In much the same way that one cannot go wrong buying paint from Benjamin Moore (there probably are “better” paints; but, for most people and most uses, Benjamin Moore is the Pareto-Optimal choice), one cannot go wrong buying Audio-Technica’s ATH-M50x headphones. Their virtues include (as far as I know) class-leading sound in their very affordable price tier (in Basic Black, $149 with free shipping from B&H Photo); closed-back earcup design for two-way sound isolation; comfort; and robust construction.
Part of my calculus is that for the limited purposes of ripping and editing an LP, headphones (or monitoring loudspeakers) that are good enough, will be good enough. For an elaboration of that, and other headphone options and loudspeaker options, please click on the jump link. Continue Reading →
Johannes Brahms’ Op. 53 Alto Rhapsody (1869) for female solo voice, male chorus, and orchestra neatly divides into three parts: Yearning, Striving, and Imploring Divine Aid.
Brahms wrote the Alto Rhapsody as a wedding present for Robert and Clara Schumann’s daughter Julie. One cannot help but think that Brahms chose Goethe’s craggy text as a self-portrait hiding a declaration of love.
The Alto Rhapsody has always been very well-represented on recordings. My fave rave is Dagmar Pecková with Jirí Belohlávek and the Prague Philharmonia, in a 2-CD set that includes some very fine Wagner and Mahler. Above we have a very fine version featuring Italian contralto Sara Mingardo with the Lucerne Festival Orchestra and (surprise, surprise) Andris Nelsons, rounding out our unofficial Andris Nelsons Brahms week here at The Tannhäuser Gate. This video is from a concert that includes Brahms’ Symphony No. 2 and Serenade No. 2. The DVD is here and the Blu-Ray here.
# # #
Brahms: The Four Symphonies
Boston Symphony Orchestra, Andris Nelsons
3-CD set and Downloads from BSO Classics
(Downloads are: 320 Kbs mp3; 24/96 AIFF; and 24/96 and 24/192 FLAC.)
Shawn Murphy, Producer and Engineer; Nick Squire, Recording Engineer; Robert Wolff, Editing Engineer; Tim Martyn, Editing Engineer and Mastering Engineer; Joel Watts and John Morin, Assistant Engineers; Brian Losch and Silas Brown, Production Assistants.
This review will be brief—but imperative. The official (so to speak) start of Andris Nelsons’ tenure as Music Director of the Boston Symphony Orchestra was a performance of the Overture to Richard Wagner’s Tannhäuser. The first CD I reviewed on this blog included that live recording, made the evening of September 27, 2014. (The other work on that CD is Sibelius’ second symphony, recorded later in Nelsons’ first season.) Furthermore, I named my blog after a Tannhäuser reference in the movie Blade Runner. So, all the breadcrumbs have been in plain sight; you should not be surprised that I am predisposed to be well-disposed to any and all new recordings from Andris Nelsons.
And it is not just this particular Humble Ink-Stained Wretch of the Fourth Estate who thinks the world of young Maestro Nelsons, either. Two CDs from Nelsons’ and the BSO’s ongoing Shostakovich series have won back-to-back Grammy awards in the category of Best Orchestral Performance. The BSO’s new 3-CD Brahms set is of that caliber.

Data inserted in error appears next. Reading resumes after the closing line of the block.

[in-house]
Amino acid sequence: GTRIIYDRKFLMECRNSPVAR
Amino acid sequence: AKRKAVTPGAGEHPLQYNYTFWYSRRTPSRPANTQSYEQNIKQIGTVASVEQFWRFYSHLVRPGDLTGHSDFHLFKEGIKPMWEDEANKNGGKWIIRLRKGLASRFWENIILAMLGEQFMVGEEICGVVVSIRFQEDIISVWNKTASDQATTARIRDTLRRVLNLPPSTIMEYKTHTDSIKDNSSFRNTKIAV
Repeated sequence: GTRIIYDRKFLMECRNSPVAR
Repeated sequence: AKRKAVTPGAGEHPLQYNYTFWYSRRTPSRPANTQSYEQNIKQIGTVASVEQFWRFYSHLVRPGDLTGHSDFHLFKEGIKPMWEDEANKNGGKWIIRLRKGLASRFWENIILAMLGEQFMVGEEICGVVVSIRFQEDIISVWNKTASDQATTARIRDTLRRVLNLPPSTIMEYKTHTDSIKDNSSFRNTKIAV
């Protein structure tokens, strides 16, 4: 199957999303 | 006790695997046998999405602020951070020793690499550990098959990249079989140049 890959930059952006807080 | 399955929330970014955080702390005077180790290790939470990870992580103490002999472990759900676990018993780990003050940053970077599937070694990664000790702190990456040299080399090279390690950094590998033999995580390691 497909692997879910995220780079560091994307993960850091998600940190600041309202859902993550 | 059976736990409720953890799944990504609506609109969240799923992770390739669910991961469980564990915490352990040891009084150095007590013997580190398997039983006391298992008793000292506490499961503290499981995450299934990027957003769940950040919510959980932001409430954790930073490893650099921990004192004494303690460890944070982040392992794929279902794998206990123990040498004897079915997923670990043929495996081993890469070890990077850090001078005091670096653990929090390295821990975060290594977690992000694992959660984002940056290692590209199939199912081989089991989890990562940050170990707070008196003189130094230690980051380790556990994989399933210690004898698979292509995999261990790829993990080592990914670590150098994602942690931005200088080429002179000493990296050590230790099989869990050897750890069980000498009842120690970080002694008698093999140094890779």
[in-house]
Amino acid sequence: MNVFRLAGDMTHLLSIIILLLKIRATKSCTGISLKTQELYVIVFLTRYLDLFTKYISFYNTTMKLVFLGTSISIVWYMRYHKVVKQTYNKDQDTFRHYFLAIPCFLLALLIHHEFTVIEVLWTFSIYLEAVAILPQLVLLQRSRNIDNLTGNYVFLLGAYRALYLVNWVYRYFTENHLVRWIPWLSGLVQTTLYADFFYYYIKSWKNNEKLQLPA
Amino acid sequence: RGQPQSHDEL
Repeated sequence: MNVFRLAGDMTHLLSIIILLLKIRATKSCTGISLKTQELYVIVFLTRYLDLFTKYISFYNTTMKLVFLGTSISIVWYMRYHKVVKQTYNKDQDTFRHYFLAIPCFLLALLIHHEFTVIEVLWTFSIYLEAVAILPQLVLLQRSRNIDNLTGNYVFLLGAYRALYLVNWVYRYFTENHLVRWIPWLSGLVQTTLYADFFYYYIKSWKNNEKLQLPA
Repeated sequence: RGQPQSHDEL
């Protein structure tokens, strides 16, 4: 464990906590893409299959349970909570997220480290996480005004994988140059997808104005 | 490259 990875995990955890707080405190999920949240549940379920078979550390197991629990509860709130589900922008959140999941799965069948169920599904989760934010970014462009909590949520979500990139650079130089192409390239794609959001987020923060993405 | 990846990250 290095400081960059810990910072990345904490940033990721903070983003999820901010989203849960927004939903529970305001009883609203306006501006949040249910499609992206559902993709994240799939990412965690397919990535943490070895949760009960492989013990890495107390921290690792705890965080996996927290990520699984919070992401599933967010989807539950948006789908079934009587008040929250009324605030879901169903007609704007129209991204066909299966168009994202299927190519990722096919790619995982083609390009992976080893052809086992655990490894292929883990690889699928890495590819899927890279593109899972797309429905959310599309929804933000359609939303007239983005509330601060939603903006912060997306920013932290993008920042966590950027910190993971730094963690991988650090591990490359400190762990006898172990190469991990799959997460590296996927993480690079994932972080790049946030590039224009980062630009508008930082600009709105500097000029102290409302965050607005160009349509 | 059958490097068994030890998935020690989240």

By all means, you should click on the jump link for more detail, sound bytes, and some measure of justification. But the bottom line is: If the symphonies of Brahms are important to you, you should buy these CDs (or downloads), immediately. Taking into account interpretation, playing, and recorded sound, this set shoots right up into the top tier of recommendations in this music. Continue Reading →
This is the fifth (and the penultimate) installment in my series about choosing Pareto-Optimal equipment to make archival digital copies of vinyl LP (long-playing) phonograph records. The first part (an overview) is here. Part 2 (Rega’s Planar 3 turntable package) is here. Part 3 (Graham Slee’s Revelation M phono stage) is here. Part 4 (a USB computer interface to handle analog-to-digital conversion) is here. This installment covers software to make and edit a digital transfer of an analog LP.
In my immediately-previous installment, I tried to drive home the point that the kind of “computer audio interface” box that you can find at your local guitar-and-keyboards store is likely to have features you don’t need, while lacking features that you do need. This installment sings the same tune, but with different words.
You do not need the Pro Tools software suite in order to make an archival-quality digital transfer of an LP (or any other legacy sound-media format). (Neither do you need a lightning-fast tower computer with buckets of RAM.) Justifications, after the jump. Continue Reading →
Camilla Tilling: “loves me… loves me not…”
Opera arias by Gluck and Mozart.
Philipp von Steinaecker, conductor
Camilla Tilling grew up on a farm in a rural part of Sweden. Her parents sang in the local church choir. Hearing her parents sing with the choir when she was about six years of age, she later recalled thinking, “Well, this isn’t difficult. I could do the same.” There you go!
I have to confess that Ms. Tilling had not been on my radar screen before I saw a listing for her new SACD from BIS. But one can infer from the stratospheric level of her appearances over the past few years that she has a marvelous voice. From her management’s website: “Fresh from performances of Mendelssohn’s Elijah with the Gewandhausorchester Leipzig and Thomas Hengelbrock, Tilling has a busy concert diary ahead including returns to Teatro alla Scala for Beethoven’s Missa Solemnis under Bernard Haitink, the Berliner Philharmoniker for Mahler’s Symphony No.4 under Sir Simon Rattle, and the New York Philharmonic for Beethoven’s Symphony No.9 under Alan Gilbert.” Also: Brahms’ German Requiem with Andris Nelsons (Boston Symphony), Christoph von Dohnányi (New York Philharmonic), and Bernard Haitink (Tonhalle-Orchester Zürich); Bach’s Matthew Passion with Sir Simon Rattle (Berlin Philharmonic); and Bach’s B-minor Mass with Philippe Jordan (Vienna Philharmonic). Whew!
More, and sound samples, after the jump. Continue Reading →